Oliver Stone has a penchant for tracking the winds of popular American sentiment. From his blistering account of the Vietnam War (Platoon, 1986) to his controversial presidential bio-pics (JFK, 1991; W., 2006), the larger-than-life director has taken on some of our deepest assumptions, exposing their cracks and flaws. Wall Street (1987) took one of our most cherished beliefs—that capitalism is the best economic system the world has known—to its logical conclusion, showing what happens when someone makes unfettered self-interest his gospel. (Hint: It ain't pretty.) The American Film Institute named reptilian corporate raider Gordon Gekko (Michael Douglas) among its top 50 movie villains, in part for his speech espousing that "greed … is good, greed is right, greed works." On a theoretical level, Americans understand that self-interest fuels the wheels of our economic system. But put Gekko's way, most of us sense something is horribly wrong.
As it turns out, greed doesn't always work. If we have learned anything the past two years, watching the worst economic collapse since the Great Depression, it's that greed fails, sometimes miserably. News of sub-prime mortgage scandals, trillion-dollar government bailouts of "too big to fail" banks, and Ponzi schemes have primed many American moviegoers for a takedown of the bankers and investors who contributed to the mess. We are enraged at corruption throughout corporate America, and we're ready for an on-screen skewering of a Bernie Madoff—like character.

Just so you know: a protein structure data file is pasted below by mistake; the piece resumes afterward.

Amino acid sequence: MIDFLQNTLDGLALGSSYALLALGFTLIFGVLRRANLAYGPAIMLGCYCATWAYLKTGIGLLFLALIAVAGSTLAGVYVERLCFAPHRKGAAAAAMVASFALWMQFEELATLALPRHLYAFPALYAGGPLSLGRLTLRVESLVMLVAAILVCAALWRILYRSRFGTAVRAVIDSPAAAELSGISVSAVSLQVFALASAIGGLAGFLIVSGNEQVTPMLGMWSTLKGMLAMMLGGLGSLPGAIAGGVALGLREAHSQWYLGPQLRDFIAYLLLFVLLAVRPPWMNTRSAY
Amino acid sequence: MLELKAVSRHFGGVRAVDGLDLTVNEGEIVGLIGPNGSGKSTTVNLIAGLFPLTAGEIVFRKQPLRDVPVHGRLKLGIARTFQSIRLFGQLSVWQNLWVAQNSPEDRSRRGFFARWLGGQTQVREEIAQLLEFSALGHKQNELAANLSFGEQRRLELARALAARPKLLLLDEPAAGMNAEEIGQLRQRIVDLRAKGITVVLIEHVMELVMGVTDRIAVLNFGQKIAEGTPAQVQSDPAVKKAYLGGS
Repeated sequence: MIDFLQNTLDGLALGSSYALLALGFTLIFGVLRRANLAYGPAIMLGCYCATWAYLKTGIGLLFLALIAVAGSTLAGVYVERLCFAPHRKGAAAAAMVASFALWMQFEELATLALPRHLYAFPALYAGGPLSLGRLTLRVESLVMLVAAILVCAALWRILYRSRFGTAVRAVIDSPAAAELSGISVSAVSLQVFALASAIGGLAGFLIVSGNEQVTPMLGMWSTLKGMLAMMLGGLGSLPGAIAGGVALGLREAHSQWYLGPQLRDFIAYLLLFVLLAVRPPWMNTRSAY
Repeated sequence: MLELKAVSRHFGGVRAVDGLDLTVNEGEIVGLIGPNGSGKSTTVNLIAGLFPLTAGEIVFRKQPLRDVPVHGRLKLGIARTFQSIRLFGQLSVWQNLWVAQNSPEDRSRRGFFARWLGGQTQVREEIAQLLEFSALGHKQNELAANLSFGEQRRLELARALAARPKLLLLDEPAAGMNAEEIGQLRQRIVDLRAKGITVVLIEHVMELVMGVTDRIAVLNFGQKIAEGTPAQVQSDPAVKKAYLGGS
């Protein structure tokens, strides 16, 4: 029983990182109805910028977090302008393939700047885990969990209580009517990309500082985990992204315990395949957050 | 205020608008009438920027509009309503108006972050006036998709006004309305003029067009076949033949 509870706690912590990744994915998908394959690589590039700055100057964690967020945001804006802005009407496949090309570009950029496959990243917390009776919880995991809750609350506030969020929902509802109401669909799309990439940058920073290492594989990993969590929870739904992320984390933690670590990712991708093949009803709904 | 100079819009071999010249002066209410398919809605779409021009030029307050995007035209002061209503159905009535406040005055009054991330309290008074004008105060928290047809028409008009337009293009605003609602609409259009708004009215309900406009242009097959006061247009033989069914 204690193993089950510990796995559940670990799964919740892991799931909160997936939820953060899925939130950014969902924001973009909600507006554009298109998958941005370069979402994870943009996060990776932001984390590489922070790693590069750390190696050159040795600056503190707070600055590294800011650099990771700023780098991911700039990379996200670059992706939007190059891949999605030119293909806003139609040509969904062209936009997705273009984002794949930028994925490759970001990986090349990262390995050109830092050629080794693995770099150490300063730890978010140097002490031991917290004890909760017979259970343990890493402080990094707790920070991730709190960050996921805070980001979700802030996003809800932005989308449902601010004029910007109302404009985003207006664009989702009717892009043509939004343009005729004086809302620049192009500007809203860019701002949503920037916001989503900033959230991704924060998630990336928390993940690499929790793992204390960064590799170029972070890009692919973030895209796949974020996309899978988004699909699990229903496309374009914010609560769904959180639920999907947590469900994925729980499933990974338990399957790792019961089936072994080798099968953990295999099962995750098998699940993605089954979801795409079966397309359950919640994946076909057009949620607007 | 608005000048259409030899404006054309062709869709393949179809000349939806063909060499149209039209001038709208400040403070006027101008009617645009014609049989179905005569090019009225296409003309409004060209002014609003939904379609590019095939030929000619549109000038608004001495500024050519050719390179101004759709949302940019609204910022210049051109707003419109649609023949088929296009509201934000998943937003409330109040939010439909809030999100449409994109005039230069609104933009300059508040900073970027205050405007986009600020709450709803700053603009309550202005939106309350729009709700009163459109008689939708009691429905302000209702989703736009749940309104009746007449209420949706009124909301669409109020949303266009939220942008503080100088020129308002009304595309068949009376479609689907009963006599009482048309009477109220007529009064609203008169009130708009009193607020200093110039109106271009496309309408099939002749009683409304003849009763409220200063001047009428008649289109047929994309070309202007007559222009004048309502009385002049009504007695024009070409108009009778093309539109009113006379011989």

Enter Gekko—or reenter, that is. In Wall Street: Money Never Sleeps, Stone brings Douglas's Oscar-winning role back for a timely (some might say opportunist) story about an older, wiser Wall Street, and the bankers who've been humbled by its demise. Unlike the first film, which gave an insider's look at the soulless world of playing the market, Wall Street 2 is about the priceless value of investing in human relationships. Or at least it wants to be.
Gekko has finished his jail sentence for securities fraud and racketeering, and is reentering society without a colleague or family member in sight. His only child, Winnie (Carey Mulligan), has cut all ties, blaming his "victimless crimes" for the suicide of her older brother, Rudy. Winnie is the girlfriend of—irony of ironies—a proprietary trader, the young, whip-smart Jake Moore (Shia LeBeouf), whose competitive drive is redeemed by his idealism and investment in green energy. Moore works for Louis Zabel, a hard-driving but honest investor, played by the luminous Frank Langella. When the Federal Reserve refuses to bail out Zabel's investment firm, rumored to have billions in toxic debt, tragedy strikes and another firm—led by Bretton James (Josh Brolin), clearly the villain here—swoops in to buy it for a fraction of its worth. Without telling Winnie, Moore contacts Gekko for clues as to why Zabel was betrayed by his fellow bankers. Gekko, always a businessman, wants something in return: his daughter.